Lungren, Feinstein spar over Hetch Hetchy Valley restoration

Poway Roger Poway Roger 5 Comments


I’ve been a supporter of the proposed restoration of Hetch Hetchy in Yosemite Valley for years. I have to laugh that whenever this subject is brought up in politics, it’s the liberal enclave of San Francisco, the home of the Sierra Club, which fights the proposal because it is where a lot of their water is stored. It doesn’t matter that Hetch Hetchy was said to rival Yosemite Valley in grander, nor does it matter that studies have been made to show that water savings and the enlarging of other dams here would make up for the loss of Hetch Hetchy water.

So once again, a liberal politician, Senator Dianne Feinstein, a supposedly pro-environment one at that, is fighting the proposed restoration. Sure would be nice if she could figure out exactly what she supports instead of bending with the wind.

Let me quote John Muir, the founder of the Sierra Club, who had fought the damming of this valley (which by some accounts, led to his death because of his broken heart over the project):

“These temple-destroyers, devotees of ravaging commercialism, seem to have a perfect contempt for Nature, and instead of lifting their eyes to the God of the mountains, lift them to the Almighty Dollar. Dam Hetch Hetchy! As well dam for water-tanks the people’s cathedrals and churches, for no holier temple has ever been consecrated by the heart of man.” — from The Yosemite (1912)


Comments 5

  1. SD Rostra is always a better place when Poway Roger reaches back and throws a 95 mph High, Hard one at
    some deserving target! May there be many more to follow.

  2. I don’t know if I should thank you for that comment, Jim.

    On a side note, I claim to be a conservative, meaning less government and lower taxes to boost the economy. However, I also claim to be an environmentalist, which some of my liberal friends state is impossible. I disagree and call them on their ignorance. It’s like some liberals who wrongly base their impression of Mormonism on the writings of Edward Abbey (One of my favorite environmental writers and his dislike for Mormons is apparent in his writings), or that all Mormons are Republicans (Of course those with any kind of knowledge would know that there are many, including Senator Reed from Nevada who is LDS), not knowing that in the early days of the Church in Utah, that most members were in fact Democrats. Oh, any guess what faith I am?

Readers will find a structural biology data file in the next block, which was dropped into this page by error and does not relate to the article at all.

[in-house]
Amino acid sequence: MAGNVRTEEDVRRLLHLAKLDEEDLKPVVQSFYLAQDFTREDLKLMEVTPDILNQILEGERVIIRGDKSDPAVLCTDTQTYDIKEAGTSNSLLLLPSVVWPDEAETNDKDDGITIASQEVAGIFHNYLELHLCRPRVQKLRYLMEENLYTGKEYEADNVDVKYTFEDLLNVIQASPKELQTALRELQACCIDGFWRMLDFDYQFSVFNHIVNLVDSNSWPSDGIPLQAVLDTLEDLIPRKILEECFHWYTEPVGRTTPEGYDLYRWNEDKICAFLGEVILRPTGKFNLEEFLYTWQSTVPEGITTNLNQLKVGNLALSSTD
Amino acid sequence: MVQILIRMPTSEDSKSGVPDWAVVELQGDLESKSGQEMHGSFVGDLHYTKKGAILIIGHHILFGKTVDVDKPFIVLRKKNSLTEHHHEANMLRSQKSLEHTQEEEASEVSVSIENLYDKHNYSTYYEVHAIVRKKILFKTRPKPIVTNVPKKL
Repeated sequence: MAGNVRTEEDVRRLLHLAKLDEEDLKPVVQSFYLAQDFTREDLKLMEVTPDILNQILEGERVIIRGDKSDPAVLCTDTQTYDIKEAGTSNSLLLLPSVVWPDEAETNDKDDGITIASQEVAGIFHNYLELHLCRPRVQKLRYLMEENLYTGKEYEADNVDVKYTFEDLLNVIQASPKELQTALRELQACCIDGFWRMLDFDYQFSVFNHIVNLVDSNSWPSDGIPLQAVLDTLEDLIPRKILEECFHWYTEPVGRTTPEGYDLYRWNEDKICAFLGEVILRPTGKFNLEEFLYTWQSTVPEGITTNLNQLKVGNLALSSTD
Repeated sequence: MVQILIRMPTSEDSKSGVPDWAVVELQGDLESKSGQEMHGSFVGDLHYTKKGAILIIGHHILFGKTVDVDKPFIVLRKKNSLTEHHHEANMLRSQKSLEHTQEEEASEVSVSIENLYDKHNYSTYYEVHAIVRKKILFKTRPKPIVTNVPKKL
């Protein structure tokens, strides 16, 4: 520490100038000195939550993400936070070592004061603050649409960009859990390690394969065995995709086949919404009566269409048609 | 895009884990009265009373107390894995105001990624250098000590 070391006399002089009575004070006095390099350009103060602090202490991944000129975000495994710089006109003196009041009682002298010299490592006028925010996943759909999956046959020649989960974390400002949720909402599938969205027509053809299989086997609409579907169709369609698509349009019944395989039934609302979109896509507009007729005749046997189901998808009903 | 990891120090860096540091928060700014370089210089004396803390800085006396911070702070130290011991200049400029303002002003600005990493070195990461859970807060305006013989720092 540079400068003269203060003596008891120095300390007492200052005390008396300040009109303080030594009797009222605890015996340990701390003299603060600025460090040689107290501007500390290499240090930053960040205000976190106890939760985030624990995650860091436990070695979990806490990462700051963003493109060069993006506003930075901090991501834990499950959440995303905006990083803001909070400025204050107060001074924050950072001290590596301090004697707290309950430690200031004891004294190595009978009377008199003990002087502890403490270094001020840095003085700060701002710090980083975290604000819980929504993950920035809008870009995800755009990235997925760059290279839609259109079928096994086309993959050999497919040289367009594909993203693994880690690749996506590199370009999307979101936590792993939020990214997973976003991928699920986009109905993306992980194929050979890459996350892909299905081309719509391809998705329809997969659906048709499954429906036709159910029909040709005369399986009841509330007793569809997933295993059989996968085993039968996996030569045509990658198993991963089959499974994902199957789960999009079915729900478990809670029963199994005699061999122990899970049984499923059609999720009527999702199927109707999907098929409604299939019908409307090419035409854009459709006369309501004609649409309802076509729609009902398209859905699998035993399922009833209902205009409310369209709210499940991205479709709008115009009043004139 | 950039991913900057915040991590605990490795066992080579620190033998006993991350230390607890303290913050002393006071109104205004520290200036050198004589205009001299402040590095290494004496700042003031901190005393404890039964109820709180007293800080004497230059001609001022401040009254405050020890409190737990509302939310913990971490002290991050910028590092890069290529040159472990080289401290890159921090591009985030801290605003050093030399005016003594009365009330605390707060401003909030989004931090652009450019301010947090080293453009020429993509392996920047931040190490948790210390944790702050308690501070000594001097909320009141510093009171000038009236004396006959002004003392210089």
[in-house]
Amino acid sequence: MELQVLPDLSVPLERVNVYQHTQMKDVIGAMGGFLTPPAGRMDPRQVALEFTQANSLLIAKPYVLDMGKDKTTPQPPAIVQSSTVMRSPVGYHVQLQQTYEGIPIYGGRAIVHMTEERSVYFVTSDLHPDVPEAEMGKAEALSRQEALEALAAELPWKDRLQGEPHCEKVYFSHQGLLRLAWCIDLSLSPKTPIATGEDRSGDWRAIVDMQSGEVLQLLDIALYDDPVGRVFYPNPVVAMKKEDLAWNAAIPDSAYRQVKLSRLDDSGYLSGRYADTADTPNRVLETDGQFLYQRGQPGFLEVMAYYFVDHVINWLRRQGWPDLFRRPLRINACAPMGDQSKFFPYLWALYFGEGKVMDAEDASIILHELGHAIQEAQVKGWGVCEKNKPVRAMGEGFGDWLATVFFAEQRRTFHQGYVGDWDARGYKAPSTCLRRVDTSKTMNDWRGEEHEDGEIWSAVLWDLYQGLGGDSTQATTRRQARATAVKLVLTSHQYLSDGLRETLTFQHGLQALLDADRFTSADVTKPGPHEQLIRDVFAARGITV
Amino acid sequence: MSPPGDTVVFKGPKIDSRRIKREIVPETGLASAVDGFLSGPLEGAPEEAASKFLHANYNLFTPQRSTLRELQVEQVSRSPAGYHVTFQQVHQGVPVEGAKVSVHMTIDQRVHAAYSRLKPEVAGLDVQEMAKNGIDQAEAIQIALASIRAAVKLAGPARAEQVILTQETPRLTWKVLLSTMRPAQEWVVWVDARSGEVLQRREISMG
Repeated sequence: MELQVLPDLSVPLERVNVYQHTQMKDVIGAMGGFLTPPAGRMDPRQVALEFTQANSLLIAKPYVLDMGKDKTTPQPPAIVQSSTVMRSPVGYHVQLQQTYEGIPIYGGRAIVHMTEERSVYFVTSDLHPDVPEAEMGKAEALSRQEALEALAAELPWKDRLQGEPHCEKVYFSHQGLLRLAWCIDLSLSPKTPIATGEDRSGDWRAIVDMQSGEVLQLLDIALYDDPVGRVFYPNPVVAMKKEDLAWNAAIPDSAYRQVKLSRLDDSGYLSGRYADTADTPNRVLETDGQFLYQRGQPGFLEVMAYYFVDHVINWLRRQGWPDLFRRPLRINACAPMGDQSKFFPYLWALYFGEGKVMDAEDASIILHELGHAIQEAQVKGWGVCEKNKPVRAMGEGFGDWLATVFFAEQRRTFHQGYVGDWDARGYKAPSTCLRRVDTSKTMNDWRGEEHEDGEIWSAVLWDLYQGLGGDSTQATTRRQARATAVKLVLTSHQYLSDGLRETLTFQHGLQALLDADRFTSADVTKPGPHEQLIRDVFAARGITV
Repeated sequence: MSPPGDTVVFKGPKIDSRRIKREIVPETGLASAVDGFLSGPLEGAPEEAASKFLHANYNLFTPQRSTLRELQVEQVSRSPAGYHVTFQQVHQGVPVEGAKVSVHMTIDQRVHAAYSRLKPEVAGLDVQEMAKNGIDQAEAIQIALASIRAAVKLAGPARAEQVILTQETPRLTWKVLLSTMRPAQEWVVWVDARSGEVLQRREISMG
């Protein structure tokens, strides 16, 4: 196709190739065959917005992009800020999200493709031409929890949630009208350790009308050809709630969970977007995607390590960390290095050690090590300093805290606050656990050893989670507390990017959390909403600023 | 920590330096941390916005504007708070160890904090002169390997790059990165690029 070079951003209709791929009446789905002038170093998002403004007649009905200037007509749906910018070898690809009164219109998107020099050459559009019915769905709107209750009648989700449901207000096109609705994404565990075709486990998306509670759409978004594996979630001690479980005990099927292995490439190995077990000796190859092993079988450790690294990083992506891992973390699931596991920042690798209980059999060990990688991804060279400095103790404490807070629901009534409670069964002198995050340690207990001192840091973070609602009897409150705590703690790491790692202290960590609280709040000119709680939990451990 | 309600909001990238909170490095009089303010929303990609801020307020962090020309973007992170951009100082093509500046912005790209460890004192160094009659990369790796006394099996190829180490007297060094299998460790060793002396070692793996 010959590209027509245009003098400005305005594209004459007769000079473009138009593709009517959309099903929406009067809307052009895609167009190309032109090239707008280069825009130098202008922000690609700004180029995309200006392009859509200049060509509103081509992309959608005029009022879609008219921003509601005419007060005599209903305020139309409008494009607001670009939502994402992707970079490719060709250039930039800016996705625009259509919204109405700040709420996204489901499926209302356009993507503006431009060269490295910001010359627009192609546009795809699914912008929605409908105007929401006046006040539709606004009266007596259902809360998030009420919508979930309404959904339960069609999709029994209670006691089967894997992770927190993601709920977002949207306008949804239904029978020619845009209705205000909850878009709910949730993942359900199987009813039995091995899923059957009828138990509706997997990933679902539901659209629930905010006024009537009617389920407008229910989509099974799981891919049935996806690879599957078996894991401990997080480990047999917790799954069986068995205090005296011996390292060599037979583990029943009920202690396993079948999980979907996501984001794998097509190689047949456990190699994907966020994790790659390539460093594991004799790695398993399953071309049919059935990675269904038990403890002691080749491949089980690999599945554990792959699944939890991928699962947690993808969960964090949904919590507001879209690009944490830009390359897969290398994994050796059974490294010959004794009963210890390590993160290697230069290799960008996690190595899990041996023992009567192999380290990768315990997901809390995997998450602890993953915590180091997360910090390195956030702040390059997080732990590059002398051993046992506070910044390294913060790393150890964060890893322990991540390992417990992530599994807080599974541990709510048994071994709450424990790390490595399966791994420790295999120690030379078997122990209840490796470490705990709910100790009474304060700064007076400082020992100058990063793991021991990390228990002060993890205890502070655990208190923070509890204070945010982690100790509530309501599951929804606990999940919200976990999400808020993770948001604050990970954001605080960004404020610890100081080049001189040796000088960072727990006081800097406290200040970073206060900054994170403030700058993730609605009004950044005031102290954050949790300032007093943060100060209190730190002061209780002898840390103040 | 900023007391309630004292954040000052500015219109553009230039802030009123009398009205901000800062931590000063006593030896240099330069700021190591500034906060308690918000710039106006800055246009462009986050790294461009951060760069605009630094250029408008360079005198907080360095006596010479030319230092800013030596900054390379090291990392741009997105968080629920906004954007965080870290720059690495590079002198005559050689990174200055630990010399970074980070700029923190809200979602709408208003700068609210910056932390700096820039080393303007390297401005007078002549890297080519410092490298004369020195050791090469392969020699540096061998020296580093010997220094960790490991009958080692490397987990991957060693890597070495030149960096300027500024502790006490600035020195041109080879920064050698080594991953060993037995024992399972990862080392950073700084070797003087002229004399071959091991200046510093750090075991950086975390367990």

BTW, here’s the official restore Hetch Hetchy site-

    And if you’re in the mood, the site to remove Glen Canyon Dam.-

  3. Great comments all the way around, including from my friend and colleague Spreck. Let me attempt to add to the body of knowledge on this issue. The basis for Congressman Lungren’s request to Sect’y Salazar is a provision on the Raker Act (that’s where SF got the permission to build a reservoir in a National Park) that says that SF should develop its “local sources” of water before taking water from the Tuolumne River. ” Local sources” would include water recycling, something that virtually every municipal entity of any consequence in California has been doing for years. Check out the survey of municipal water recycling facilities in the state at —

    San Francisco —— 0
    San Diego City ——13,102

    and there may be other San Diego County municipalities in the survey.

    Those are acre feet, and one acre foot equals 326,000 gallons.

    You might ask why doesn’t SF recycle water. The answer reveals the uglier side of the personalities of cities as well as many people. If you’ve already “got yours” then you tend to be unwilling to spend a few extra bucks for something that will indirectly benefit third parties. For years SF assumed that if it needed more water it could just go get it from the Tuolumne River (which was afforded prestigious Nationa Wild & Scenic status during the Reagan years. So, while giving lip service to joining the rest of the state in some serious water recycling they basically did no more than produce a bunch of consultants’ reports about possible recycling opportunities.

    Hopefully, the chickens are now coming home to roost.

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